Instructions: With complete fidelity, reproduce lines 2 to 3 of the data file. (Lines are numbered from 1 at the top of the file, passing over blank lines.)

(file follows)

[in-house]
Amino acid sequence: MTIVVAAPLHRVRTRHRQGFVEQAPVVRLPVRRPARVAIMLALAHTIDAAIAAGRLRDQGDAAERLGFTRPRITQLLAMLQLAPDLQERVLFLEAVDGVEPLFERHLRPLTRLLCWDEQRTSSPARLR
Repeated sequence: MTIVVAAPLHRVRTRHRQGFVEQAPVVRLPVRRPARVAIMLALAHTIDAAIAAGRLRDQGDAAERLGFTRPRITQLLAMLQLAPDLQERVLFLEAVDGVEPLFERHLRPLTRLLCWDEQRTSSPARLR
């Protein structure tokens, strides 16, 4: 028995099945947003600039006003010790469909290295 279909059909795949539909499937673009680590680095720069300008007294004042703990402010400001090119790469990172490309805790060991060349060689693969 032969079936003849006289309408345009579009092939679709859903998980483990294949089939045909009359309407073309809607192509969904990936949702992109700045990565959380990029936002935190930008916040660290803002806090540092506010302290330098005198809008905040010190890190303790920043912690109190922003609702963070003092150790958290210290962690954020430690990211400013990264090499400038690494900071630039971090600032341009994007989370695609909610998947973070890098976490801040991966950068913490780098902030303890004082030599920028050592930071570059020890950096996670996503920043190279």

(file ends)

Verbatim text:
Amino acid sequence: MTIVVAAPLHRVRTRHRQGFVEQAPVVRLPVRRPARVAIMLALAHTIDAAIAAGRLRDQGDAAERLGFTRPRITQLLAMLQLAPDLQERVLFLEAVDGVEPLFERHLRPLTRLLCWDEQRTSSPARLR
Repeated sequence: MTIVVAAPLHRVRTRHRQGFVEQAPVVRLPVRRPARVAIMLALAHTIDAAIAAGRLRDQGDAAERLGFTRPRITQLLAMLQLAPDLQERVLFLEAVDGVEPLFERHLRPLTRLLCWDEQRTSSPARLR